Sodium carbonate (Na2CO3), more commonly known as Soda Ash, is an additive to raise the pH and alkalinity in swimming pools. Soda Ash has a high pH, somewhere between 11.3-11.7. Those of you reading this who have used Soda Ash may have had it cloud up a pool. This article will explain why that happens, but first let’s explain how Soda Ash impacts pH and alkalinity in water.
How does Soda Ash work?
To raise the pH of water, a substance must take away a hydrogen (H+). Soda Ash works by stealing a hydrogen atom to become bicarbonate. When Soda Ash snags a H+, the reaction looks like this:
Na2CO3 + H+ ↔ 2Na+ + HCO3-
Soda Ash + Hydrogen yields Sodium and Bicarbonate
This all ties into the broader discussion about alkalinity and pH. We know in the pool business that alkalinity is a pH buffer, but do we know why? In a less-than-scientific explanation, alkalinity buffers pH by either donating a Hydrogen or absorbing one. Alkalinity makes it more difficult for pH to fluctuate quickly.
Specifically, carbonate ions like to become bicarbonate, and vice versa. When you add Soda Ash to the pool, the carbonate anion (CO32-) wants to become bicarbonate (HCO3-). To do so, it needs to get a Hydrogen (H+) from somewhere. When carbonate takes its Hydrogen atom, the pH goes up. This pH and alkalinity chemistry is about equilibrium, so the opposite is also true. When you add acid to the pool, a Hydrogen is released and the pH goes down. It’s all about the hydrogen ions.
Now that we know what Soda Ash is and how it reacts in water, let’s talk about why it sometimes clouds up a pool.
Rapid pH Change
The high pH of Soda Ash itself can create a high-LSI violation in its immediate vicinity. It drastically raises the pH in the water around it, which leads to clouding. This explains why the cloudiness does not happen all at once, rather the process creates a cloudy plume that slowly expands across the pool. This cloudiness is just calcium carbonate precipitating out of solution.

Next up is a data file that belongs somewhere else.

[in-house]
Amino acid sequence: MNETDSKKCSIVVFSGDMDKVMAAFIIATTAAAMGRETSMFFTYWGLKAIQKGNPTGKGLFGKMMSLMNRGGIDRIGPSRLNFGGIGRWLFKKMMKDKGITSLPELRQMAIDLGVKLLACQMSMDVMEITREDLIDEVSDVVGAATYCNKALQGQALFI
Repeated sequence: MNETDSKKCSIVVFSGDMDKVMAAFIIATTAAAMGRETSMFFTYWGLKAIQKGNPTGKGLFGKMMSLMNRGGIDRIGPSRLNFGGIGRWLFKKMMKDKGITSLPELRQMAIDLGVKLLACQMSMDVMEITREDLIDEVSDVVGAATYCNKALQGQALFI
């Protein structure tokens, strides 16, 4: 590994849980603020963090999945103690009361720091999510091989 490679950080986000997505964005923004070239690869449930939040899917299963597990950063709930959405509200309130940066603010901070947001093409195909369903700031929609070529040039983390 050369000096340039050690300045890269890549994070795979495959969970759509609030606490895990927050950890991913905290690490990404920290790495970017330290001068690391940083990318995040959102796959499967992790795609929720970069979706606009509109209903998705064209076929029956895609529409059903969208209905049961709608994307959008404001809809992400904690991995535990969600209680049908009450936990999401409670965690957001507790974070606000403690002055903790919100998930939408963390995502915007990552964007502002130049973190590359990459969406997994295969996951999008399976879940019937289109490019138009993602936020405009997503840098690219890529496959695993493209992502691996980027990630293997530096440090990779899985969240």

The high-LSI violation in a small area is similar to how plaster dust is formed. You know, where calcium hydroxide is stolen by aggressive water from the cement in the surface, but its super high 12.6 pH suddenly changes the LSI in the immediate area near the surface, and calcium carbonate dust (plaster dust) falls out of solution. Go back and try to read that entire sentence in one breath. We believe in you.
There is another way to look at this phenomena of why Soda Ash sometimes clouds up pools. Beyond the LSI violation aspect, the high pH converts bicarbonate ions into carbonate ions. Remember our article explaining alkalinity? It had an alkalinity graph showing how pH determines the type of alkalinity you have. Here is the graph as a reminder:
The pH determines the % and type of alkalinity present. It is an equilibrium, and can fluctuate.
As you can see, the higher the pH, more and more bicarbonate ions convert to carbonate ions. This matters, because calcium has a strong attraction to carbonate ions, which creates calcium carbonate. Once again, calcium carbonate precipitates out of solution and you get cloudiness.
Can carbonate clouding be prevented?
Eventually the cloudiness will fall as calcium dust or get filtered out. You can mitigate and possibly even prevent the annoying Soda Ash cloud problem by chelating the calcium in your pool with a product like SC-1000. If calcium is chelated, it is unable to bind to carbonate as easily, and therefore the cloudiness may not even occur. Of course, there are exceptions, like if your calcium levels and/or LSI are really high.
We hope this article helps explain why calcium carbonate clouding sometimes occurs when adding Soda Ash to a swimming pool. If you have had this problem and want more help, contact us directly.
BONUS: Neutralize Acid Washes with Soda Ash
Many of the plaster problems we see are from acid washes. Either the exposure technique was sloppy, or the applicators did not properly neutralize the acid when they were done. Perhaps it was not neutralizing fast enough, or enough in general. The issue is many acid washes are neutralized with sodium bicarbonate, not soda ash.
As you can see from this chart, muriatic acid is below 1 on the pH scale. And while it is usually diluted about 10:1 with water, it is still very acidic. Neutralizing acid with sodium bicarb, which has a pH somewhere between 8.3 - 8.6, is inadequate. Just look at how much closer bicarb is to 7.0 compared to muriatic acid. Soda ash is between 11.3-11.8 pH, which is somewhere between 1000 and 1200x more basic than bicarb! So when neutralizing muriatic acid, consider using soda ash instead of sodium bicarb.